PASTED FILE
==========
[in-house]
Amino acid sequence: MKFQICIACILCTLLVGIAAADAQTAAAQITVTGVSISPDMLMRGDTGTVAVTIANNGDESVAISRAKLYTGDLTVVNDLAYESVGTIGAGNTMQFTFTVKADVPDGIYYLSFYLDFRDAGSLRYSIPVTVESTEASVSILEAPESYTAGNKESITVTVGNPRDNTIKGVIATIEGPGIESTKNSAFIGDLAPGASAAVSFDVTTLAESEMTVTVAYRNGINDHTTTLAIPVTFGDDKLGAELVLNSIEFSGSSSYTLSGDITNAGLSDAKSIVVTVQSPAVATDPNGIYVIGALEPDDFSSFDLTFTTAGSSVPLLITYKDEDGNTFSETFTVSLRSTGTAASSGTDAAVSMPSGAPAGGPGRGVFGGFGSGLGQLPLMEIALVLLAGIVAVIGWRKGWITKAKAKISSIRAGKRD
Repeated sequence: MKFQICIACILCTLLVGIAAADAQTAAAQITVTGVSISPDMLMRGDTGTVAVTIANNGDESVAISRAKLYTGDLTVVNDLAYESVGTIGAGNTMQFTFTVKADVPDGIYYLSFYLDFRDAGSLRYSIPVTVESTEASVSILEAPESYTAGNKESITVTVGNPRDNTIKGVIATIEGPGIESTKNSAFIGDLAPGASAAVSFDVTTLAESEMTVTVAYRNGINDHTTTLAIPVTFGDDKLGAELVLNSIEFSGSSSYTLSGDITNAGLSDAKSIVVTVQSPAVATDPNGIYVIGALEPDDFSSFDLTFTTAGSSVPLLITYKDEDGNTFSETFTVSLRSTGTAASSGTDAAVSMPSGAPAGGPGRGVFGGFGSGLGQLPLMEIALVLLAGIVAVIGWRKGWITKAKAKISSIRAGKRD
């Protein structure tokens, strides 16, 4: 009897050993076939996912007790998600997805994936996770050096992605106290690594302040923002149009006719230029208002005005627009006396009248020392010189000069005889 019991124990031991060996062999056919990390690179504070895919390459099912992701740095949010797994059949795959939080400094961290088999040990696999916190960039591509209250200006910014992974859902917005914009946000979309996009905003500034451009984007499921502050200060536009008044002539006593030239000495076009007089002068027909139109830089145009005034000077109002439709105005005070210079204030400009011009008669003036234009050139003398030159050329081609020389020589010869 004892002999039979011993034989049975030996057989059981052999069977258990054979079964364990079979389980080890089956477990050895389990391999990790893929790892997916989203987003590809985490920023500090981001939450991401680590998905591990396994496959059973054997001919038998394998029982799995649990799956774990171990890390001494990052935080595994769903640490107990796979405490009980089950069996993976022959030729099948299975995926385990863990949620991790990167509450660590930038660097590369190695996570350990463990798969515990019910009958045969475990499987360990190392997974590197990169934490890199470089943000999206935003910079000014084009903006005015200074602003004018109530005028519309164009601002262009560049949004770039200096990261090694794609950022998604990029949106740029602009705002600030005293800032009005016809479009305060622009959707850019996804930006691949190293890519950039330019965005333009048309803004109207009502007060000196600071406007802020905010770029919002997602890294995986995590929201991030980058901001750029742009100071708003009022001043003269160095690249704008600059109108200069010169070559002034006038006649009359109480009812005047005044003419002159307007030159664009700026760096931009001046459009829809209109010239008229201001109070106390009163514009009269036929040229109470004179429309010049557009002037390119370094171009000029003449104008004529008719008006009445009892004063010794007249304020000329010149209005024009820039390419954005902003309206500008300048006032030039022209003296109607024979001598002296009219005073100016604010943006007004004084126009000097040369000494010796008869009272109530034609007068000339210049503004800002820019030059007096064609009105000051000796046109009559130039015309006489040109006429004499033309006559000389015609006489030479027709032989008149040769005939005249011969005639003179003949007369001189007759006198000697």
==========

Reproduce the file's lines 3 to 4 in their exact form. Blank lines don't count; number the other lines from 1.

Repeated sequence: MKFQICIACILCTLLVGIAAADAQTAAAQITVTGVSISPDMLMRGDTGTVAVTIANNGDESVAISRAKLYTGDLTVVNDLAYESVGTIGAGNTMQFTFTVKADVPDGIYYLSFYLDFRDAGSLRYSIPVTVESTEASVSILEAPESYTAGNKESITVTVGNPRDNTIKGVIATIEGPGIESTKNSAFIGDLAPGASAAVSFDVTTLAESEMTVTVAYRNGINDHTTTLAIPVTFGDDKLGAELVLNSIEFSGSSSYTLSGDITNAGLSDAKSIVVTVQSPAVATDPNGIYVIGALEPDDFSSFDLTFTTAGSSVPLLITYKDEDGNTFSETFTVSLRSTGTAASSGTDAAVSMPSGAPAGGPGRGVFGGFGSGLGQLPLMEIALVLLAGIVAVIGWRKGWITKAKAKISSIRAGKRD
């Protein structure tokens, strides 16, 4: 009897050993076939996912007790998600997805994936996770050096992605106290690594302040923002149009006719230029208002005005627009006396009248020392010189000069005889 019991124990031991060996062999056919990390690179504070895919390459099912992701740095949010797994059949795959939080400094961290088999040990696999916190960039591509209250200006910014992974859902917005914009946000979309996009905003500034451009984007499921502050200060536009008044002539006593030239000495076009007089002068027909139109830089145009005034000077109002439709105005005070210079204030400009011009008669003036234009050139003398030159050329081609020389020589010869 004892002999039979011993034989049975030996057989059981052999069977258990054979079964364990079979389980080890089956477990050895389990391999990790893929790892997916989203987003590809985490920023500090981001939450991401680590998905591990396994496959059973054997001919038998394998029982799995649990799956774990171990890390001494990052935080595994769903640490107990796979405490009980089950069996993976022959030729099948299975995926385990863990949620991790990167509450660590930038660097590369190695996570350990463990798969515990019910009958045969475990499987360990190392997974590197990169934490890199470089943000999206935003910079000014084009903006005015200074602003004018109530005028519309164009601002262009560049949004770039200096990261090694794609950022998604990029949106740029602009705002600030005293800032009005016809479009305060622009959707850019996804930006691949190293890519950039330019965005333009048309803004109207009502007060000196600071406007802020905010770029919002997602890294995986995590929201991030980058901001750029742009100071708003009022001043003269160095690249704008600059109108200069010169070559002034006038006649009359109480009812005047005044003419002159307007030159664009700026760096931009001046459009829809209109010239008229201001109070106390009163514009009269036929040229109470004179429309010049557009002037390119370094171009000029003449104008004529008719008006009445009892004063010794007249304020000329010149209005024009820039390419954005902003309206500008300048006032030039022209003296109607024979001598002296009219005073100016604010943006007004004084126009000097040369000494010796008869009272109530034609007068000339210049503004800002820019030059007096064609009105000051000796046109009559130039015309006489040109006429004499033309006559000389015609006489030479027709032989008149040769005939005249011969005639003179003949007369001189007759006198000697």